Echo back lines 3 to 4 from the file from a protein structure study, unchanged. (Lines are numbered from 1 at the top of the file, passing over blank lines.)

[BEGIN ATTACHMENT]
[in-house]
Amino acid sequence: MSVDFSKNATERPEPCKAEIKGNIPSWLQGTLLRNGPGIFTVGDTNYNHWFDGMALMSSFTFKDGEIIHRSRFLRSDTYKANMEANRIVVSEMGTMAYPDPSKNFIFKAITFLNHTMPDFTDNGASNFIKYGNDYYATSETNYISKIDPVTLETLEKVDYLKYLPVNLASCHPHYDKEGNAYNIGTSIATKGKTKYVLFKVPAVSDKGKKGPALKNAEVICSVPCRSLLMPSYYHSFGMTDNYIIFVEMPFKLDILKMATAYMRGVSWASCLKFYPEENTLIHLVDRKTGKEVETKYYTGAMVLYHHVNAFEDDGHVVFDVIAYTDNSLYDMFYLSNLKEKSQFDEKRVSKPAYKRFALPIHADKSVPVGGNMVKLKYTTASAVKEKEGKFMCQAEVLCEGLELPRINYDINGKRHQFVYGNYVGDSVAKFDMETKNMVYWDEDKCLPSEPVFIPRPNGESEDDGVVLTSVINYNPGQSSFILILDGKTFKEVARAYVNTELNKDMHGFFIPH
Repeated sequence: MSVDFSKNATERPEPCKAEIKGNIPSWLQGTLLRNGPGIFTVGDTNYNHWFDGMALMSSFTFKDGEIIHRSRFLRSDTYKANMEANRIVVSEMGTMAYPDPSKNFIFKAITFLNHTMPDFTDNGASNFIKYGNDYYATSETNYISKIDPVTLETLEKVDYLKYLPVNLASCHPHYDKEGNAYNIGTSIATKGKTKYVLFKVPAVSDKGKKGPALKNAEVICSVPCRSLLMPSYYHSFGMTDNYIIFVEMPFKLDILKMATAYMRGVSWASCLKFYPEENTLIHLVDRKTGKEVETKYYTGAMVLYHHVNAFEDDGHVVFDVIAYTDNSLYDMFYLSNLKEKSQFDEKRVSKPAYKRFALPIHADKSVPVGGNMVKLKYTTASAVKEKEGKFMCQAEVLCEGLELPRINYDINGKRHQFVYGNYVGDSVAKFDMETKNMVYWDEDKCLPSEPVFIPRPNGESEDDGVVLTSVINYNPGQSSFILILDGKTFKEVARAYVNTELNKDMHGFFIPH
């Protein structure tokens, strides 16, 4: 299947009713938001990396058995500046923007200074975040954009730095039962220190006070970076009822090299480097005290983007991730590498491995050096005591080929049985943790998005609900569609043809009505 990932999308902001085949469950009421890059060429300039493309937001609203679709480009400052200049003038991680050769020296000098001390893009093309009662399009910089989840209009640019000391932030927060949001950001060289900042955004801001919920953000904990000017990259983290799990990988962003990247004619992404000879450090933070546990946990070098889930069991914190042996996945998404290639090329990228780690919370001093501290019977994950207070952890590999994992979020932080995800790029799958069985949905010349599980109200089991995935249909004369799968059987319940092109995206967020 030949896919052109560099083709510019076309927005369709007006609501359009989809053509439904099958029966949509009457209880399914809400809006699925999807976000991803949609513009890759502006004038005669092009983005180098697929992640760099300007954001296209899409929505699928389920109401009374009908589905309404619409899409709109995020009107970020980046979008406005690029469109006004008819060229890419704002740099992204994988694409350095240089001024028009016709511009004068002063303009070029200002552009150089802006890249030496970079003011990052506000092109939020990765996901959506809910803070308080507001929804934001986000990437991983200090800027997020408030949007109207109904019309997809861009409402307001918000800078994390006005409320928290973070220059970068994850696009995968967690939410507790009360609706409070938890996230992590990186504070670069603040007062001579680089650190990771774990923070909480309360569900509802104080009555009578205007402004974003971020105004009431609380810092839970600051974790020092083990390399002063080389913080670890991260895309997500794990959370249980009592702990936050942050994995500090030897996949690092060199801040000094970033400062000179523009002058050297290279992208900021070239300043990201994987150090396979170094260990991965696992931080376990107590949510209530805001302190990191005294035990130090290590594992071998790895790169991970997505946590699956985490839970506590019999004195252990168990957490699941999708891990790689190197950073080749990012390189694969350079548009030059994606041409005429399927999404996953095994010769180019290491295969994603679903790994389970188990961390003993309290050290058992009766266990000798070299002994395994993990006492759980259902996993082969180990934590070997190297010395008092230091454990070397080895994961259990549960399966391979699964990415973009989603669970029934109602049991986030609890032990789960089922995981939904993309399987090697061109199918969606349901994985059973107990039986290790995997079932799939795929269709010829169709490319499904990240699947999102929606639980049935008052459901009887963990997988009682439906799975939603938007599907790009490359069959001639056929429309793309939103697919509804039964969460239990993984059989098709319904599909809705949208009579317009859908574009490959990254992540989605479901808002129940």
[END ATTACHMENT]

Repeated sequence: MSVDFSKNATERPEPCKAEIKGNIPSWLQGTLLRNGPGIFTVGDTNYNHWFDGMALMSSFTFKDGEIIHRSRFLRSDTYKANMEANRIVVSEMGTMAYPDPSKNFIFKAITFLNHTMPDFTDNGASNFIKYGNDYYATSETNYISKIDPVTLETLEKVDYLKYLPVNLASCHPHYDKEGNAYNIGTSIATKGKTKYVLFKVPAVSDKGKKGPALKNAEVICSVPCRSLLMPSYYHSFGMTDNYIIFVEMPFKLDILKMATAYMRGVSWASCLKFYPEENTLIHLVDRKTGKEVETKYYTGAMVLYHHVNAFEDDGHVVFDVIAYTDNSLYDMFYLSNLKEKSQFDEKRVSKPAYKRFALPIHADKSVPVGGNMVKLKYTTASAVKEKEGKFMCQAEVLCEGLELPRINYDINGKRHQFVYGNYVGDSVAKFDMETKNMVYWDEDKCLPSEPVFIPRPNGESEDDGVVLTSVINYNPGQSSFILILDGKTFKEVARAYVNTELNKDMHGFFIPH
């Protein structure tokens, strides 16, 4: 299947009713938001990396058995500046923007200074975040954009730095039962220190006070970076009822090299480097005290983007991730590498491995050096005591080929049985943790998005609900569609043809009505 990932999308902001085949469950009421890059060429300039493309937001609203679709480009400052200049003038991680050769020296000098001390893009093309009662399009910089989840209009640019000391932030927060949001950001060289900042955004801001919920953000904990000017990259983290799990990988962003990247004619992404000879450090933070546990946990070098889930069991914190042996996945998404290639090329990228780690919370001093501290019977994950207070952890590999994992979020932080995800790029799958069985949905010349599980109200089991995935249909004369799968059987319940092109995206967020 030949896919052109560099083709510019076309927005369709007006609501359009989809053509439904099958029966949509009457209880399914809400809006699925999807976000991803949609513009890759502006004038005669092009983005180098697929992640760099300007954001296209899409929505699928389920109401009374009908589905309404619409899409709109995020009107970020980046979008406005690029469109006004008819060229890419704002740099992204994988694409350095240089001024028009016709511009004068002063303009070029200002552009150089802006890249030496970079003011990052506000092109939020990765996901959506809910803070308080507001929804934001986000990437991983200090800027997020408030949007109207109904019309997809861009409402307001918000800078994390006005409320928290973070220059970068994850696009995968967690939410507790009360609706409070938890996230992590990186504070670069603040007062001579680089650190990771774990923070909480309360569900509802104080009555009578205007402004974003971020105004009431609380810092839970600051974790020092083990390399002063080389913080670890991260895309997500794990959370249980009592702990936050942050994995500090030897996949690092060199801040000094970033400062000179523009002058050297290279992208900021070239300043990201994987150090396979170094260990991965696992931080376990107590949510209530805001302190990191005294035990130090290590594992071998790895790169991970997505946590699956985490839970506590019999004195252990168990957490699941999708891990790689190197950073080749990012390189694969350079548009030059994606041409005429399927999404996953095994010769180019290491295969994603679903790994389970188990961390003993309290050290058992009766266990000798070299002994395994993990006492759980259902996993082969180990934590070997190297010395008092230091454990070397080895994961259990549960399966391979699964990415973009989603669970029934109602049991986030609890032990789960089922995981939904993309399987090697061109199918969606349901994985059973107990039986290790995997079932799939795929269709010829169709490319499904990240699947999102929606639980049935008052459901009887963990997988009682439906799975939603938007599907790009490359069959001639056929429309793309939103697919509804039964969460239990993984059989098709319904599909809705949208009579317009859908574009490959990254992540989605479901808002129940």